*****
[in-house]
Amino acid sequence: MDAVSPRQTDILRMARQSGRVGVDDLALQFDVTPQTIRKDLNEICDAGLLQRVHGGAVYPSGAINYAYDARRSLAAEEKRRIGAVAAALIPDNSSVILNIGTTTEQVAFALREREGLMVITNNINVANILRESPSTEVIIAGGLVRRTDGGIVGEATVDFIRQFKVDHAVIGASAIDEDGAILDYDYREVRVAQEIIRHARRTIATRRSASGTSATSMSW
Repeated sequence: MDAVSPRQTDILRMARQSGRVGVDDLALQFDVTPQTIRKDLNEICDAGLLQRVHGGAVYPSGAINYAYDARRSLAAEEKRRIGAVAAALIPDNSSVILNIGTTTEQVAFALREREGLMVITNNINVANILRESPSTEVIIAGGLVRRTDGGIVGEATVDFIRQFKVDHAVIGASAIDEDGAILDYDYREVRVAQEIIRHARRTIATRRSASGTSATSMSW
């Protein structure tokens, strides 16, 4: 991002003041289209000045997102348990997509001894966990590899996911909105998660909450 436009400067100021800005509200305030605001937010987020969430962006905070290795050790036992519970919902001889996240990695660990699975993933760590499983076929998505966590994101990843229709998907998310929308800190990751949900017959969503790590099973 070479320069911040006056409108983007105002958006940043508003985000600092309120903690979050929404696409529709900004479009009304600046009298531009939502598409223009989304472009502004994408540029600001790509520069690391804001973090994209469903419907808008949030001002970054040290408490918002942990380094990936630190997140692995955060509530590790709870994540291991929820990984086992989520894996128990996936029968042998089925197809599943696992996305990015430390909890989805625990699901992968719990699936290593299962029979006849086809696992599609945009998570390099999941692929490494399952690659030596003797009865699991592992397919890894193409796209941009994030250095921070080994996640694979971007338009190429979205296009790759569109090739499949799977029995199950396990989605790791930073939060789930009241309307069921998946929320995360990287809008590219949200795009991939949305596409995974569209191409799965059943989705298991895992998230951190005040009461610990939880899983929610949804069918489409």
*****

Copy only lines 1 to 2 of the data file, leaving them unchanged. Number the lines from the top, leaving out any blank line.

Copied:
[in-house]
Amino acid sequence: MDAVSPRQTDILRMARQSGRVGVDDLALQFDVTPQTIRKDLNEICDAGLLQRVHGGAVYPSGAINYAYDARRSLAAEEKRRIGAVAAALIPDNSSVILNIGTTTEQVAFALREREGLMVITNNINVANILRESPSTEVIIAGGLVRRTDGGIVGEATVDFIRQFKVDHAVIGASAIDEDGAILDYDYREVRVAQEIIRHARRTIATRRSASGTSATSMSW